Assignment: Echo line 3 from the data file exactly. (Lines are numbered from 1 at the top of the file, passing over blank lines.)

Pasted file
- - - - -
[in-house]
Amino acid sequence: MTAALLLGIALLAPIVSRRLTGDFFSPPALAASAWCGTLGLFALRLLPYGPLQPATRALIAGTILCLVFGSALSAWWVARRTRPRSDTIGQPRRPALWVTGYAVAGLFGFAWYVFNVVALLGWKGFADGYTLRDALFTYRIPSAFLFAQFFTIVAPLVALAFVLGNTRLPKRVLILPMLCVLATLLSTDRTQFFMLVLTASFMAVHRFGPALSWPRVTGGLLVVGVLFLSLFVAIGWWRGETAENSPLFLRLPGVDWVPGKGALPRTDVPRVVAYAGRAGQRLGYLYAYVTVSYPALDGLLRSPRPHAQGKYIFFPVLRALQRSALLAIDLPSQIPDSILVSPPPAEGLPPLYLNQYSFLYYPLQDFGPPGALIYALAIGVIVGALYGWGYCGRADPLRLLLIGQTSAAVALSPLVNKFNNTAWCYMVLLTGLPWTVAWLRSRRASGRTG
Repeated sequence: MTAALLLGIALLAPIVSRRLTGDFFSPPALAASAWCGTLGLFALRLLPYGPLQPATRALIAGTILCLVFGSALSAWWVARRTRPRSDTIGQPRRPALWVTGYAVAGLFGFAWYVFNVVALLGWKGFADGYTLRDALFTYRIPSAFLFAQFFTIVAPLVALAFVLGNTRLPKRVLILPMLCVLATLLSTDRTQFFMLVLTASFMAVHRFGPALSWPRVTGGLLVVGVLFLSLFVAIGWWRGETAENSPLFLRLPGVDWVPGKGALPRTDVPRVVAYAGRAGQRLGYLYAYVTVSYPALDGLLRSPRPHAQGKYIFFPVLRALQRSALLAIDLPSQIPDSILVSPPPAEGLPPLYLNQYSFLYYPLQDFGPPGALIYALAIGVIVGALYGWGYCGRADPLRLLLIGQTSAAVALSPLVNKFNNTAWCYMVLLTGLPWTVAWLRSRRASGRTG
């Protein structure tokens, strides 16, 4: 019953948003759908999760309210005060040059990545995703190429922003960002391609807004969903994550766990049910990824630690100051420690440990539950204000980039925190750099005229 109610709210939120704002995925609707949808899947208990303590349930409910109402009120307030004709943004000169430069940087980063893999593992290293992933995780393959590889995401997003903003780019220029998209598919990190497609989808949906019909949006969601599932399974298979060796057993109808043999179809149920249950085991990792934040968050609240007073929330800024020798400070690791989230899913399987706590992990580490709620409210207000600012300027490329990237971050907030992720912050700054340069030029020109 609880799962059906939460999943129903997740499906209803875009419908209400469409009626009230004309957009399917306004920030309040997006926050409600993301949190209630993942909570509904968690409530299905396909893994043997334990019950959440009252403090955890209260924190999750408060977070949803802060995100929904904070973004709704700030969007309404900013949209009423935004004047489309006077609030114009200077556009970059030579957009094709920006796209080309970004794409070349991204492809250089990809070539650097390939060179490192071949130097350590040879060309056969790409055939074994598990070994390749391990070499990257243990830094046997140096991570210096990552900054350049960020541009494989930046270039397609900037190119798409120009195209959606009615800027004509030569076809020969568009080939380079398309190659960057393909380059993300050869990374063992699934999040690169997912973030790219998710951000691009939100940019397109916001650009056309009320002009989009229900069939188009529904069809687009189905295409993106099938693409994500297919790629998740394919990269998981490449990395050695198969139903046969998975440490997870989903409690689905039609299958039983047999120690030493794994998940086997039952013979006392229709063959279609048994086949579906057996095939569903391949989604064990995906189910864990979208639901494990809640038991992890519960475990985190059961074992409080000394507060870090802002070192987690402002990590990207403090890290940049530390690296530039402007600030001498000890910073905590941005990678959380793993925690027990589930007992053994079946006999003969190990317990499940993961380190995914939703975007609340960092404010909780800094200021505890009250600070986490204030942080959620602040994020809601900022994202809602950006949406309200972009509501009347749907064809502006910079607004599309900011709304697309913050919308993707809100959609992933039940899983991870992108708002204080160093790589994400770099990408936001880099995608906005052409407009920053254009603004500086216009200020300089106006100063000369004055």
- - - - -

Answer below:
Repeated sequence: MTAALLLGIALLAPIVSRRLTGDFFSPPALAASAWCGTLGLFALRLLPYGPLQPATRALIAGTILCLVFGSALSAWWVARRTRPRSDTIGQPRRPALWVTGYAVAGLFGFAWYVFNVVALLGWKGFADGYTLRDALFTYRIPSAFLFAQFFTIVAPLVALAFVLGNTRLPKRVLILPMLCVLATLLSTDRTQFFMLVLTASFMAVHRFGPALSWPRVTGGLLVVGVLFLSLFVAIGWWRGETAENSPLFLRLPGVDWVPGKGALPRTDVPRVVAYAGRAGQRLGYLYAYVTVSYPALDGLLRSPRPHAQGKYIFFPVLRALQRSALLAIDLPSQIPDSILVSPPPAEGLPPLYLNQYSFLYYPLQDFGPPGALIYALAIGVIVGALYGWGYCGRADPLRLLLIGQTSAAVALSPLVNKFNNTAWCYMVLLTGLPWTVAWLRSRRASGRTG